Yesterday I decided to do nothing. On purpose.
I found this surprisingly hard and quite illuminating.
It had been an unsatisfying week. I was a bit jet lagged, having been in South Korea on a business trip the week before, but it wasn’t really that. For once, I had no looming deadlines. There were no imminent trips to prepare for, no client calls, no upcoming programmes to design and with ‘Do – Pause’ complete, no book to write. I had plenty of interesting things to do but none of it was pressing and no-one (but me) would notice if I didn’t do it.
As a result I didn’t feel I spent my week very well. I fiddled around busily but without finishing anything. I neither got things done, nor was able to relax. My mind was agitated, finding a hundred and one little worries to latch on to, without doing anything to resolve them.
My automatic response was to chastise myself (of course!). An insistent inner voice berated me, advocating that I knuckle down and get my act together. But it was Sunday and I was weary (I had woken up at 330am to take one of my sons to the airport which is a two hour drive away).
So I did something that I rarely, if ever, do. I decided as far as possible, to doing nothing at all. This was immediately fascinating. In the very act of committing to it, I realised how unusual this is for me. I saw how, even at the weekend, I have a mental list (if not an actual list) of things to do. The weekend list has different kinds of things on it from the weekday list (changing the oil in the generator rather than writing a proposal for example) but there is still a list, which governs, in large measure, how I spend my time and more importantly, how I feel.
Of course, just because I have this list doesn’t mean I actually do the things on it, but it does mean that I feel I ought to. This is something that the Spanish, amongst whom I live, seem much less prone to, so there may be a cultural factor involved as well, but for me personally it is a very strong tendency.
Given that the subtitle of the book I have just written (‘Do – Pause’) has the subtitle – “You are not a to do list”- this was rather sobering. It was also fantastically liberating. Having made a conscious and deliberate decision to pause, I had a point of reference. As my mind drifted off into the ‘ought’ space (“I ought to do this, I ought to do that etc. etc.”) which I inhabit a large proportion of the time, I now had a touchstone to go back to - the decision to do nothing - so I could fix on that, instead of a list of tasks.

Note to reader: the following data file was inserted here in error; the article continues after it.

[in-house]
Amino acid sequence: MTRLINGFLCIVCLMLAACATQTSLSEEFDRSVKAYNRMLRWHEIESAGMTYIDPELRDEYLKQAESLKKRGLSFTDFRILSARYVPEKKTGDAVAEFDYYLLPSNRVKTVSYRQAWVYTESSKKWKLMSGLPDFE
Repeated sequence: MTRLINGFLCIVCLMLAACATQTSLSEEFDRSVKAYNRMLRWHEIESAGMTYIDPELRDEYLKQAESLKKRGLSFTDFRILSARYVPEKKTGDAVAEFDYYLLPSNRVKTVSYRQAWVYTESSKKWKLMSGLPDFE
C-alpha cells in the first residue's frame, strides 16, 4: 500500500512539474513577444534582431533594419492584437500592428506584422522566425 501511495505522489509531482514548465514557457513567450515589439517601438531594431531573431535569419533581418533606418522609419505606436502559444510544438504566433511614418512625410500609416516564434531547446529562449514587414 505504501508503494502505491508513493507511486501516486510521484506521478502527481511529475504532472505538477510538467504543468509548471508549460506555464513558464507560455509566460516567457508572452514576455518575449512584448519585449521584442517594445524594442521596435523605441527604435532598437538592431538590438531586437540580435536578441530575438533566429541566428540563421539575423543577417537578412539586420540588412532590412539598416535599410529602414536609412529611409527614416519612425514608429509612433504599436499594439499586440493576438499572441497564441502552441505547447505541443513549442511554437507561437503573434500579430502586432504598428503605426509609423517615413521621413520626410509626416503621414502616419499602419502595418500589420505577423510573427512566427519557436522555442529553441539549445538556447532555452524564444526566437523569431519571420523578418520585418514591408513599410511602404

This day of deliberately doing nothing was an application, albeit an unconscious one, of the ideas I explored in the book. A pause of this kind, casts a positive forward shadow, like a rock that shelters you from the prevailing wind. By not doing things yesterday, I reasoned, I would be more motivated (and more rested) to do things today. As indeed has proved to be the case (it is only 10am and I have written two different pieces already).
It reminds me of a ‘Pump storage’ power station, where water is pumped to the top of a mountain when demand for electricity is low, so that it can be released immediately when demand spikes. Deliberately not doing anything yesterday, or not even allowing myself to think about doing, refreshed me. This isn’t just about rest and energy but about mental decisiveness. By making no decisions or choices, or only trivial ones, it wiped the slate clean and I am more able to make them quickly and easily today. This feels very different from what I normally do, which is just to switch one set of activities (work) for another (domestic).
So obviously, whilst the book might be finished, the learning process about how to use pauses to live a more fruitful and enjoyable life continues. I must do nothing more often.